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A pair of tweezers holds a ruthenium bipyridine wafer
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A pair of tweezers holds a ruthenium bipyridine wafer.

June 2, 2010
A pair of tweezers holds a ruthenium bipyridine wafer. This wafer will serve as the base for six efficient, single layer, solid-state light-emitting devices (one of the devices is lit). These devices are being developed for applications in flat panel displays and lighting.

Work in the Malliaras Group (device fabrication and studies) was funded by National Science Foundation Faculty Early Career Development (CAREER) Program award DMR 00-94047. The synthesis of the materials took place in the Abruna Group and was funded by the Cornell Center for Materials Research (CCMR), an NSF Materials Research Science and Engineering Center (MRSEC), grant DMR 96-32275. [One of 14 related images. See Next Image.]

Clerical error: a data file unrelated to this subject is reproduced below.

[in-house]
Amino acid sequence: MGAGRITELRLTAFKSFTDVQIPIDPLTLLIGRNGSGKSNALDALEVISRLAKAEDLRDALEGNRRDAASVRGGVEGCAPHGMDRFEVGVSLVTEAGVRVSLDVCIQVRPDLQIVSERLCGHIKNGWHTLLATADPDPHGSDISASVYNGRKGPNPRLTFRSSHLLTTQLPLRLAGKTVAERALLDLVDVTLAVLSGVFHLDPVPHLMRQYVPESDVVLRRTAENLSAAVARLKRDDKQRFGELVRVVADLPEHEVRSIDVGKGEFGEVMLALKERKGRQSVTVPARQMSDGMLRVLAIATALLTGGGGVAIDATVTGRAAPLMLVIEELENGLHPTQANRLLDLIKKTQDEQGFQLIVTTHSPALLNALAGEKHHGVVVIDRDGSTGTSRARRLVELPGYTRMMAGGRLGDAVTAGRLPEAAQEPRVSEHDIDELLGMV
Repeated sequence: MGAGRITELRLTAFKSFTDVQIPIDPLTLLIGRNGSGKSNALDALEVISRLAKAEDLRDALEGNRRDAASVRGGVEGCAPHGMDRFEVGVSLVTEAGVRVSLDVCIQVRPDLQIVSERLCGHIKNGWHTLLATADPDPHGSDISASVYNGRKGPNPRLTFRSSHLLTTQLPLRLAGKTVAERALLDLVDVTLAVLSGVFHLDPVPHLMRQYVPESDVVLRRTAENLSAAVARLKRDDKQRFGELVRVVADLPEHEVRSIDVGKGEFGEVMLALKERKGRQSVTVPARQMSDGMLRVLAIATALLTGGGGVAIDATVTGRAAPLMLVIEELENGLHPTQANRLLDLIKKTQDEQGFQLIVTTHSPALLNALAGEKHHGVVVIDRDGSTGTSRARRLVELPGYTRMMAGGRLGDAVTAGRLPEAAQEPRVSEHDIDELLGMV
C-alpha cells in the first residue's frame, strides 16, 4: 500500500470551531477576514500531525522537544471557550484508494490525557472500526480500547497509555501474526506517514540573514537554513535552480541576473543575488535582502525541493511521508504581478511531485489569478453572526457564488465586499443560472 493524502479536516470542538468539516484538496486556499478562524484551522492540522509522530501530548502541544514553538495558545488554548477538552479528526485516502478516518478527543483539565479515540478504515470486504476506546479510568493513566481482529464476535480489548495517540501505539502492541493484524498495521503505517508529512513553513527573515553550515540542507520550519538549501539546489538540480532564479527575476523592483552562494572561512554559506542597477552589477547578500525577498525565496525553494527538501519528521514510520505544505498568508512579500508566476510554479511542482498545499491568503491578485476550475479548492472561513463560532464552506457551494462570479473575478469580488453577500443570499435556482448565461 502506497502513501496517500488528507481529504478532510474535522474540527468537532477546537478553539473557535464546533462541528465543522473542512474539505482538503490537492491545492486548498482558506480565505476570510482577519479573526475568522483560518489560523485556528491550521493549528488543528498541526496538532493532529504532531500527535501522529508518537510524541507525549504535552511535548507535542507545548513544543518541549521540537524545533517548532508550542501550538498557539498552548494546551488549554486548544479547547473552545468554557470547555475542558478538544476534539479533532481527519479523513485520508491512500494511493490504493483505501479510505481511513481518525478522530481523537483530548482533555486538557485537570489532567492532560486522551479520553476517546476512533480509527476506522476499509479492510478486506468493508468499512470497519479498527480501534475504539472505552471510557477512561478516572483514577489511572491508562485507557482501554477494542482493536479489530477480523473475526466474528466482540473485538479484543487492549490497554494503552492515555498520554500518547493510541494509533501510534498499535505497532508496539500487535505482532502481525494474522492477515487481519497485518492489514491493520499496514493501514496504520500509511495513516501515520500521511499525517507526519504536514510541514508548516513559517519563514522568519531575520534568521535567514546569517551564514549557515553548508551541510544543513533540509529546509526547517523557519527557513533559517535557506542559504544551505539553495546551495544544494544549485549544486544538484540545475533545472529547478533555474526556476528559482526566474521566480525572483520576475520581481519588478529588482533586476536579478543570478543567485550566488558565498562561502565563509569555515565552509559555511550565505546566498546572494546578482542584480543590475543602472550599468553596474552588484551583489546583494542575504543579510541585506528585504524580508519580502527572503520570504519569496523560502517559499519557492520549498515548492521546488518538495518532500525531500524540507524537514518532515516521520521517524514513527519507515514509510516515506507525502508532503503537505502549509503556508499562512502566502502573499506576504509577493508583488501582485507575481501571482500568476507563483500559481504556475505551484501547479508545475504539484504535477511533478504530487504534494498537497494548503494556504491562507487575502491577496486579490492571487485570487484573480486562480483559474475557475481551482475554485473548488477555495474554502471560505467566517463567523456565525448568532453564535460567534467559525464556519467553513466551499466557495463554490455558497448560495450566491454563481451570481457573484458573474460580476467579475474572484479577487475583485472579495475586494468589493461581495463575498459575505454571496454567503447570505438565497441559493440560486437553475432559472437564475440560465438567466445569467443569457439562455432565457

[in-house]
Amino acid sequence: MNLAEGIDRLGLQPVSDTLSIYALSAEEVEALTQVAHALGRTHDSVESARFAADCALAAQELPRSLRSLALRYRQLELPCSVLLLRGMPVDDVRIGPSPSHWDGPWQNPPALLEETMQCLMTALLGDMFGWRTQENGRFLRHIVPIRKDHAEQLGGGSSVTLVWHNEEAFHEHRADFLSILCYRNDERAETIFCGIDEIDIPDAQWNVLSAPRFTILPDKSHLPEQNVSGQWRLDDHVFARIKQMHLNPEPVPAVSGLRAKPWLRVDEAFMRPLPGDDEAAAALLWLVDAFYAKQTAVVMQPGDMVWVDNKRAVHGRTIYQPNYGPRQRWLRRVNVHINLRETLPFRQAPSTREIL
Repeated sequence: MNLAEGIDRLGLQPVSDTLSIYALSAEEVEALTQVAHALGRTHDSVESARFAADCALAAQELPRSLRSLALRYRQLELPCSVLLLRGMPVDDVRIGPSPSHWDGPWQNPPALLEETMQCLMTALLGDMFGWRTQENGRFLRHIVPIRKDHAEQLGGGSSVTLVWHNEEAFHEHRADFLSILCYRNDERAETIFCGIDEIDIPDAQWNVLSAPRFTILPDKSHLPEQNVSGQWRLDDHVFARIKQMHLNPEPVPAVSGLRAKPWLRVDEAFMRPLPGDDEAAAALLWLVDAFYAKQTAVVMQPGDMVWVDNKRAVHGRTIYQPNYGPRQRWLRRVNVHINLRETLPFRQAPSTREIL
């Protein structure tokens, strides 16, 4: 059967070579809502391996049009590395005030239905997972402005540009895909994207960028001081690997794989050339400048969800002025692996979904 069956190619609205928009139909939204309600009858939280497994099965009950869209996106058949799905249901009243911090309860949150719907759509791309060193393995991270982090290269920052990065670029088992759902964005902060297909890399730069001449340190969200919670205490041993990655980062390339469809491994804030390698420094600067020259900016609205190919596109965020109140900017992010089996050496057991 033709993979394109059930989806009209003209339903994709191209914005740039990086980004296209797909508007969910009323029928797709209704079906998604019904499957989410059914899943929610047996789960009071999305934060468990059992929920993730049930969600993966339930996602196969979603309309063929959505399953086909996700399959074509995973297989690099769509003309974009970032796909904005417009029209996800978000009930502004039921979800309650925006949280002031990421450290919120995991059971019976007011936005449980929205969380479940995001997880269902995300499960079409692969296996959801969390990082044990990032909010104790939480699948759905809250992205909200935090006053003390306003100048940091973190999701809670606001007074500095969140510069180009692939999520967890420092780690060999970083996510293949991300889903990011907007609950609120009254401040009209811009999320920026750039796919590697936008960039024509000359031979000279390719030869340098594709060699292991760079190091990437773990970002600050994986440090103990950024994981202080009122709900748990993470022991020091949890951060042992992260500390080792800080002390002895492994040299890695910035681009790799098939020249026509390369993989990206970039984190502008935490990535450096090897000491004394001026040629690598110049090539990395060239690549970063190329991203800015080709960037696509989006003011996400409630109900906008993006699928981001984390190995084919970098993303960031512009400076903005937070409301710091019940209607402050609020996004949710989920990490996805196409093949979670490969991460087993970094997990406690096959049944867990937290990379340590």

More about this Image Once the target of solely experimental research, the electronic and photonic components that are crafted from organic chemicals now drive major markets. Uses for the scalable, light weight technologies range from the billion dollar photo-conductive film industry to the growing market for solid-state lighting, such as LEDs (light-emitting diodes).

Organic electronic and photonic applications that are still in development may have an even broader impact, serving as flexible electronics, biologically-compatible devices, solid-state lighting and chemical sensors, as well as devices yet to be conceived.

In January 2003, an NSF-sponsored workshop took place in which experts from industry and universities came together to discuss the future of the field. Some of the highlights discussed by participants were new developments, changing directions in research and the needs facing investigators as they train the next generation of engineers.


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